Scott Turner, like many before and since, first became interested in story generation after running upon Vladmir Propp’s analysis of Russian folktales (1968). Propp provides a grammar that describes the structure of many folktales. As linguists and computer scientists know, grammars can be used for describing the structure of given things — and also for generating new things. But, as Turner soon discovered, this task is not easily accomplished with Propp’s grammar. Its elements are rather abstract, making them workable for analysis but insufficient for generation.5
Turner was a senior in college at the time. A few years later, while doing graduate research in UCLA’s Computer Science department, he began work on a radically different vision of story generation, embodied in his Minstrel system. This would culminate in an dissertation more than 800 pages long (setting a new record in his department) that he distilled down to less than 300 as the book The Creative Process: A Computer Model of Storytelling and Creativity (1994).
Though Turner wasn’t at Yale, his work was still pursued in the context of scruffy AI. His UCLA advisor was the newly-arrived Michael Dyer, who had recently completed a dissertation at Yale influenced by Schank and Abelson’s ideas.6 Over the better part of a decade of work, the shape of Minstrel was influenced by two important factors: the evolving scruffy approach to AI and the evolution of Turner’s aims.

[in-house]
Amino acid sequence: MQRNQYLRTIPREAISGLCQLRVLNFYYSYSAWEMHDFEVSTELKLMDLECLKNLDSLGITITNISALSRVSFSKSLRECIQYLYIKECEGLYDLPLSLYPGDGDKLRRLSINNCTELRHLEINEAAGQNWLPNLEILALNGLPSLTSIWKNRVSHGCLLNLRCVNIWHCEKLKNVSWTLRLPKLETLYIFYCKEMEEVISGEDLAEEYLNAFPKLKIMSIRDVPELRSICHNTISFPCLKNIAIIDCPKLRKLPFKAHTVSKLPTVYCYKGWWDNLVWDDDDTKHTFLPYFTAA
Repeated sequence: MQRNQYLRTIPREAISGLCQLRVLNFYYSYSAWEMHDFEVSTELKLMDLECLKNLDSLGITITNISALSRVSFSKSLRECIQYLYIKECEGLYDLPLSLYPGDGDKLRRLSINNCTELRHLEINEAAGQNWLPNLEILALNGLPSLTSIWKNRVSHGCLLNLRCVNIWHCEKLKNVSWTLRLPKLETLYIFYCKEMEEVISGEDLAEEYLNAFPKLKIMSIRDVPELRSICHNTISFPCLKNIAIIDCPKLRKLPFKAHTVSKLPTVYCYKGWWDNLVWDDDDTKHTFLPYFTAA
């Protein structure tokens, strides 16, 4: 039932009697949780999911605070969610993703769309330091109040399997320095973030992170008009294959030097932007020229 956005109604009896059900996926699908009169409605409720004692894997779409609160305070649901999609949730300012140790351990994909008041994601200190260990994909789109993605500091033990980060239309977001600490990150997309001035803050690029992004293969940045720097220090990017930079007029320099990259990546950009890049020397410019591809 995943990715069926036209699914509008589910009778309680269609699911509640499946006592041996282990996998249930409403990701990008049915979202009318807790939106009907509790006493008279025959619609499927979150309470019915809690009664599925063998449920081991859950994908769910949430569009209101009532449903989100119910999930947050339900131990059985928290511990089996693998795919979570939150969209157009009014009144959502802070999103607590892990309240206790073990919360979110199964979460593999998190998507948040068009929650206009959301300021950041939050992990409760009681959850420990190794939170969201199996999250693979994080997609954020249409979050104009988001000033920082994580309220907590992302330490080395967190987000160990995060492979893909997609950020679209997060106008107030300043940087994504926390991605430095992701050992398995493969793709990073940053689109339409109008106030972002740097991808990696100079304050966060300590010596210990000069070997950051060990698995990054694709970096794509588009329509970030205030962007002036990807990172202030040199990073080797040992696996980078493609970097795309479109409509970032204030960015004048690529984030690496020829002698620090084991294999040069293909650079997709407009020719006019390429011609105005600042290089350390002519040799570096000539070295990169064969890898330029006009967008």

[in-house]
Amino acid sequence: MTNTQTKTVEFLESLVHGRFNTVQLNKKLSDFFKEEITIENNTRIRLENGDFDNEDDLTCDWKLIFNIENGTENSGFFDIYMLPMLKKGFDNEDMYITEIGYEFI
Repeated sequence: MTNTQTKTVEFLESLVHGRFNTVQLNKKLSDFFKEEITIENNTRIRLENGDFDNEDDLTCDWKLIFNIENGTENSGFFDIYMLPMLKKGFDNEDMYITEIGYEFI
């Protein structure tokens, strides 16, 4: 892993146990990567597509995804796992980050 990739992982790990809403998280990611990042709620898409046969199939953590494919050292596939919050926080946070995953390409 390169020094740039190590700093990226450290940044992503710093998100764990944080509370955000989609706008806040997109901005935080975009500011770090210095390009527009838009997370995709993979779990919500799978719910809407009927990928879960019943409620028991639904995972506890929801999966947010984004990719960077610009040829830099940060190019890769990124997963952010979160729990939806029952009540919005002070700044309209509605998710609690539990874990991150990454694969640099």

At first, the primary aim was to build a better story generation system, one that took the goals of a simulated author into account — especially the goal of telling a story with a theme, as understood in Dyer’s concept of “Thematic Abstraction Units” (Turner and Dyer, 1985, 373).7 The initial technical approach was to create an improved Tale-Spin. As Turner describes it:
Talespin was essentially a planning engine, so it seemed reasonable to build a better storytelling program by simply augmenting the Talespin model with a “meta” level of goals and plans representing what the author was trying to achieve with his storytelling. And, in fact, the first versions of Minstrel operated just this way. One problem became immediately obvious with this approach: the stories weren’t original. (Turner, 2007)